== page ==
vibration data analysis

Cascade MVS was contracted as a last resort to confirm or dispute previous findings and recommendations in solving a vibration problem involving an 11,000 horsepower electric motor. Previous recommendations were to either reinforce the existing motor support or to fill it up with grout in order to increase “lacking” support mass and/or stiffness. The main problem was that the motor bearing housing was reported to be vibrating in excess of acceptable standards, while the orthogonal shaft proximity probes indicated an acceptable level of vibration. The data presented to Cascade MVS was collected by in-house personnel and forwarded for analysis across the United States. The first set of collected vibration data on the motor confirmed already known facts.

In due time, Cascade MVS discovered that the motor bearing proximity probes were mismatched and not properly calibrated. A new set of proximity probes, drivers, and cables were ordered from reputable U.S. manufacturer. With the new, calibrated system using a single-channel portable instrument in combination with a multi-channel analyzer, proper data was obtained and analyzed. Analysis indicated that coupling-initiated eccentricity was the force behind recorded excessive drive motor vibration.


Featured: Renold Coupling exploded view
Above: NDE Brg horizontal = 0.923 IPS

DE Brg horizontal = 0.897 IPS

Proximity probe data indicating 2.5 Mils P-P

Proximity probe data indicating 2.5 Mils P-P


A “dove tail” attachment was fabricated in local shop and attached to Commtest Vb7 portable analyzers accelerometer. The dove tail attachment was used by riding the coupling components and spool piece to collect displacement severity in Mils P-P. The following diagram identifies points and vibration severity as recorded. Yellow shaded numbers indicate point and displacement values in inches.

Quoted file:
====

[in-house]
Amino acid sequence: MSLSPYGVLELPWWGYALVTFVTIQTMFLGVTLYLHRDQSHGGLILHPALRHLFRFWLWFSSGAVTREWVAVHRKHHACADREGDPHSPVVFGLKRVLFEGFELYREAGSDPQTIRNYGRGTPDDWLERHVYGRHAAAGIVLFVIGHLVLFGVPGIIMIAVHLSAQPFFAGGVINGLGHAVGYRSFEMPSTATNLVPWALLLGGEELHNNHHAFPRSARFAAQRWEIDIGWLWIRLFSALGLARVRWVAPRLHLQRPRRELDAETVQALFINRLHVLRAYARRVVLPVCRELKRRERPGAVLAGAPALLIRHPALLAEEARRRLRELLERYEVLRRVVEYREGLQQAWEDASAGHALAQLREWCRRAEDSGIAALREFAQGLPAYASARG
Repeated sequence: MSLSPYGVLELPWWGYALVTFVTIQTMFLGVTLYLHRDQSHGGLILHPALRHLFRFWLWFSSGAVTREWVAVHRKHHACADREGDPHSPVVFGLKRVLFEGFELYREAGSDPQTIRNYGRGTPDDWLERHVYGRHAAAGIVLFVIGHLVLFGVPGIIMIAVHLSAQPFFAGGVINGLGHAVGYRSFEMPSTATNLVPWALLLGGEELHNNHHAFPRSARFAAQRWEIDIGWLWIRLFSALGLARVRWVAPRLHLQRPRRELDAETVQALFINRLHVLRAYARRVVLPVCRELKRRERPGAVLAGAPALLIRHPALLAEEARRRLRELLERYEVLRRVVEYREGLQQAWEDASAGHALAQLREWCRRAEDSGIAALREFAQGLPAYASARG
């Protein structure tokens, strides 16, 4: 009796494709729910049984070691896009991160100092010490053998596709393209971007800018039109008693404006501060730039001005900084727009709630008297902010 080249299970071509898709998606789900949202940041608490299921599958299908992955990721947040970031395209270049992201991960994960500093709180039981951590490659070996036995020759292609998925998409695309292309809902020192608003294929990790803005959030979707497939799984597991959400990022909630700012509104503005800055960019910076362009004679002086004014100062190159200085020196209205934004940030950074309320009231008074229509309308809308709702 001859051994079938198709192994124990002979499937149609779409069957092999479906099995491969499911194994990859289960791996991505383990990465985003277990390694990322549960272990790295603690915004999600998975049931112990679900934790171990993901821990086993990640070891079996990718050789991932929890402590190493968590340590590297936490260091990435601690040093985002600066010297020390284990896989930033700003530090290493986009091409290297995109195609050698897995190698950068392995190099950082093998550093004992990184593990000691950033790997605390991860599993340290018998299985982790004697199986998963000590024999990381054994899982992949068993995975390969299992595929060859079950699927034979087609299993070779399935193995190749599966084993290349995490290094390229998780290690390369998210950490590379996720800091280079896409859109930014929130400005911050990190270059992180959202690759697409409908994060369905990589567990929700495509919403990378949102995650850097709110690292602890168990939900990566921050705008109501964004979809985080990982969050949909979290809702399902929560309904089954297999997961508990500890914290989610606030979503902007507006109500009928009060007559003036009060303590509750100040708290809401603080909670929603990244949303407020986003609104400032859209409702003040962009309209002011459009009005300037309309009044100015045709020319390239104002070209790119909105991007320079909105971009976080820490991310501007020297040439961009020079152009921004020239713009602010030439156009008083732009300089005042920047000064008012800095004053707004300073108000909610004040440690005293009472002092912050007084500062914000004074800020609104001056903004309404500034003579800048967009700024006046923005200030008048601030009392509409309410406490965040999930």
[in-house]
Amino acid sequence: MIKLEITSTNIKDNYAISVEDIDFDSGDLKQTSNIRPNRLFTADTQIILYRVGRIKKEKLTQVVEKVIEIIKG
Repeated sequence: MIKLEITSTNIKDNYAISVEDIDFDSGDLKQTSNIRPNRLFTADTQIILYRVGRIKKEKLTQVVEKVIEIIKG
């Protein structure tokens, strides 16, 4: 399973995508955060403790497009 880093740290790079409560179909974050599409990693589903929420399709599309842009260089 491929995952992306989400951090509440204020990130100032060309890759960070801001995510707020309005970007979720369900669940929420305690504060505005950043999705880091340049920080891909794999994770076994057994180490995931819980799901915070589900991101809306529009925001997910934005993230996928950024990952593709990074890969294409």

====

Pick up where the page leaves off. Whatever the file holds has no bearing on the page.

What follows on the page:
Horizontal deflection mode was plotted as displayed here. It revealed that the support structure was swaying about 30 percent less sideways than the motor body on top.


The Motor I-Beam type support structure originally supporting the large electric motor was deemed too weak. The recommended solution was either (a) to stiffen it or (b) to fill it with concrete to increase needed support. Both recommended solutions required extensive downtime and loss of production. The matter was complicated even further as the location of this particular motor-driven compressor was such that shutting it down would require major rerouting of the product.

A dew coupling of different design (double shim pack) was ordered and installed during short downtime, solving the structural issue without causing production losses.


Taking a shotgun approach to solving machinery vibration problems and basing recommendations on visual observations can result in serious problems, including production losses. Collecting valid data and making recommendations based on this data is the only way to solve machinery problems.


Cascade delivers turnkey solutions for rotating equipment, including scheduled maintenance, as-needed machinery diagnosis, and a complete line of vibration monitoring and alignment products. Cascade is a total solutions provider: regular predictive maintenance services, advanced field engineering services, quality monitoring products, laser alignment equipment and services—whether you’re looking for periodic machine maintenance, or have an equipment issue you can’t diagnose, our consultants have the knowledge and industry experience needed to keep your business running efficiently. For more information, visit

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